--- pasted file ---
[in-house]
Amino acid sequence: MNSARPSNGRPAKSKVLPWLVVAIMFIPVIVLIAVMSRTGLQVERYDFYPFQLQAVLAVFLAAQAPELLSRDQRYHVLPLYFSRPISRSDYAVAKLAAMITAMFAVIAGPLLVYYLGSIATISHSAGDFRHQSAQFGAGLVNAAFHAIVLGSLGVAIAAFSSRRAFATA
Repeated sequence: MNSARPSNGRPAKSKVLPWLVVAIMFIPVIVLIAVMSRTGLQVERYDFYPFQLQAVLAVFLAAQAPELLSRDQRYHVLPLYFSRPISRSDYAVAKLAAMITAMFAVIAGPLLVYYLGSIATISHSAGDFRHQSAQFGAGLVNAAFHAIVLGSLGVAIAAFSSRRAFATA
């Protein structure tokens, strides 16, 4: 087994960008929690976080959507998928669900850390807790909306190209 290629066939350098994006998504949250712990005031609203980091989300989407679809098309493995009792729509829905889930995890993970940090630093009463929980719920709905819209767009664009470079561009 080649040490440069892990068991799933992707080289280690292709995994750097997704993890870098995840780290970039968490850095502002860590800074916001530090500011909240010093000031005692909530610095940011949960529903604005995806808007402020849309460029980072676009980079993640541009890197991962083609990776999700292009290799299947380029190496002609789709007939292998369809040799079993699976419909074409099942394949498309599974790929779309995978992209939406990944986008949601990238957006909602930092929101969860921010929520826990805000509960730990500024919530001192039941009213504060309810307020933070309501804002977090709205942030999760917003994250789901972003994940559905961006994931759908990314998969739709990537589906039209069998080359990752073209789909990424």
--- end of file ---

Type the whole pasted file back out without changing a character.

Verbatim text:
[in-house]
Amino acid sequence: MNSARPSNGRPAKSKVLPWLVVAIMFIPVIVLIAVMSRTGLQVERYDFYPFQLQAVLAVFLAAQAPELLSRDQRYHVLPLYFSRPISRSDYAVAKLAAMITAMFAVIAGPLLVYYLGSIATISHSAGDFRHQSAQFGAGLVNAAFHAIVLGSLGVAIAAFSSRRAFATA
Repeated sequence: MNSARPSNGRPAKSKVLPWLVVAIMFIPVIVLIAVMSRTGLQVERYDFYPFQLQAVLAVFLAAQAPELLSRDQRYHVLPLYFSRPISRSDYAVAKLAAMITAMFAVIAGPLLVYYLGSIATISHSAGDFRHQSAQFGAGLVNAAFHAIVLGSLGVAIAAFSSRRAFATA
């Protein structure tokens, strides 16, 4: 087994960008929690976080959507998928669900850390807790909306190209 290629066939350098994006998504949250712990005031609203980091989300989407679809098309493995009792729509829905889930995890993970940090630093009463929980719920709905819209767009664009470079561009 080649040490440069892990068991799933992707080289280690292709995994750097997704993890870098995840780290970039968490850095502002860590800074916001530090500011909240010093000031005692909530610095940011949960529903604005995806808007402020849309460029980072676009980079993640541009890197991962083609990776999700292009290799299947380029190496002609789709007939292998369809040799079993699976419909074409099942394949498309599974790929779309995978992209939406990944986008949601990238957006909602930092929101969860921010929520826990805000509960730990500024919530001192039941009213504060309810307020933070309501804002977090709205942030999760917003994250789901972003994940559905961006994931759908990314998969739709990537589906039209069998080359990752073209789909990424």